But that doesn’t change the fact that the entire thing is dragged down and distracted away from them by an EXTREMELY irritating, overused, and shoddily handled plot twist right at the start of things, and it comes close to totally destroying the episode for me. No, it’s not overly important that Stark was just clumsily thrown back into the story in the larger plot of the episode, but that doesn’t make it any less grating. Again, if his return from death wasn’t supposed to be even remotely an issue, why kill him in the first place, or if they really had to, why choose now to bring him back instead of waiting until they could have brought him back with more than just a hand-wave?

      It’s not important in regards to the plot, but it’s a huge issue in regards to the storytelling, and I’m sorry, but the very good character interaction in the episode (which there definitely is) doesn’t absolve them from that. They’ve done this far too many times now with no real point to doing it aside from getting cheap twists that have next to no impact now after having cried wolf so many times. It’s a very bad thing when I’m distracted from what would otherwise be an exceptional second half of the episode by getting stuck on the series of “what the hell” events of the first few minutes. The opening of an episode can’t afford to be that weak without detracting from the episode as a whole. I’ll say it again, there was no reason to bring Stark back this soon and with this fragile an explanation. I’m confident that they could have easily made this storyline work, with all of the character interaction and insight involved, without him having to be there.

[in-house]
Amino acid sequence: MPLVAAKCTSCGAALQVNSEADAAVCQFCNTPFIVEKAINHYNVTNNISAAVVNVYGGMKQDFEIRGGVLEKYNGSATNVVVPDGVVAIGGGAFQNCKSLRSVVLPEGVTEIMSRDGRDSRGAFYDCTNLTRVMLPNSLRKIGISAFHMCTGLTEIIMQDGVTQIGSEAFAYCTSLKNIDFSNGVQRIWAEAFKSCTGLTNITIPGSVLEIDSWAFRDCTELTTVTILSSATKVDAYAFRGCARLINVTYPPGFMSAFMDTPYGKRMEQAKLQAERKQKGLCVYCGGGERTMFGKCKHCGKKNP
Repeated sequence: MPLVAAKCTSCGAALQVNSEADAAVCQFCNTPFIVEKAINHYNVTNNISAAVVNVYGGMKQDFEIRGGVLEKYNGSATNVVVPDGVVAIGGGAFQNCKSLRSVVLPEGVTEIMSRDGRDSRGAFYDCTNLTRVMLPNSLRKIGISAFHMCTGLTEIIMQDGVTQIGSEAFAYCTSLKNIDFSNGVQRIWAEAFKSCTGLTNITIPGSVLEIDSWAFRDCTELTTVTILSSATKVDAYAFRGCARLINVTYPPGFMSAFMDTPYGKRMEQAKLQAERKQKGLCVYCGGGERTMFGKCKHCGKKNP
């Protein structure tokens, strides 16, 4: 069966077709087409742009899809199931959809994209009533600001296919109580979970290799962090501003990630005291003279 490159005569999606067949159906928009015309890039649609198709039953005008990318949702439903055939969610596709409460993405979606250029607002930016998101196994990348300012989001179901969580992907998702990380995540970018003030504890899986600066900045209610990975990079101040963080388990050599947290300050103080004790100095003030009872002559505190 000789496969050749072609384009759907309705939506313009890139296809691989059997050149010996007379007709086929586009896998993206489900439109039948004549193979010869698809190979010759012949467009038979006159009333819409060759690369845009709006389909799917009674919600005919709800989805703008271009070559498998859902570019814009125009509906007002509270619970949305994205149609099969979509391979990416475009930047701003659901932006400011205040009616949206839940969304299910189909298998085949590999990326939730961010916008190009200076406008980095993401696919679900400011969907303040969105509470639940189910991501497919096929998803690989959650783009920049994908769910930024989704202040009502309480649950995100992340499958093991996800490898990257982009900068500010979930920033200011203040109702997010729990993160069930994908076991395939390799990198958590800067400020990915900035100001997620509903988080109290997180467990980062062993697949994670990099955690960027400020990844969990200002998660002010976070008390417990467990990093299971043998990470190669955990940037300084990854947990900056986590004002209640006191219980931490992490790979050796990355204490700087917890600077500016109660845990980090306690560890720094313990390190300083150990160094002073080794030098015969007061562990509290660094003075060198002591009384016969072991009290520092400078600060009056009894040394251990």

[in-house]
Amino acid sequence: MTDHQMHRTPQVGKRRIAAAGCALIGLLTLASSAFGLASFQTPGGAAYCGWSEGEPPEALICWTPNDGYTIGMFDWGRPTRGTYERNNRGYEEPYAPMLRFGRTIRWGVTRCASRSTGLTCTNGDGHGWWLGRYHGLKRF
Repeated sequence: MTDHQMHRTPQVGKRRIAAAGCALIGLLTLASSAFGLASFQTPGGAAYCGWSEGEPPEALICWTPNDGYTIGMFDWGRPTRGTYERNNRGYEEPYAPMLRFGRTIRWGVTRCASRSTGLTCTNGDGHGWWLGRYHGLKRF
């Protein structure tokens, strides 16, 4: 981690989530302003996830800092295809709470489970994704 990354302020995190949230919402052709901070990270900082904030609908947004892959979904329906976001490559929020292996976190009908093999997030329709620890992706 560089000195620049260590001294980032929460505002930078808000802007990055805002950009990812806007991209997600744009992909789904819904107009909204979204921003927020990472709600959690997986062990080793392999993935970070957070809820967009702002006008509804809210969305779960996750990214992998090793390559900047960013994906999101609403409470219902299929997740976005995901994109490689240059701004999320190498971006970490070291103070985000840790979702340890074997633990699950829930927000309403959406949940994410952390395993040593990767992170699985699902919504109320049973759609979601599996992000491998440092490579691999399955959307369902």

• Rita, you’re right that everything after the 10 minutes mark is an amazing episode, full of fantastic headgames and suspense. And I’m still with Tessa that everything before the 10 minute mark is nonsense. Just take Stark out of the equation, and have our heroes decide to take on the Depository alone. Aeryn recognizes a signal from her Peacekeeper days and tells them what it is. Crichton, Rygel, and Chiana (the master thief who did surprisingly little in the way of actual thieving this episode) want to go in for the money. D’Argo wants to cut loose until he realizes it helps the chances of freeing his son. Zhaan wants nothing to do with it, until D’Argo gets captured. You don’t need Stark for the setup. You don’t need the “Master Plan”. They’re going in blind and making it up as they go along, and, as with any good Farscape episode, for every two things they pull off, one thing goes terribly wrong. Thus, it becomes less a high tech heist plot, and more an old fashioned western bank robbery.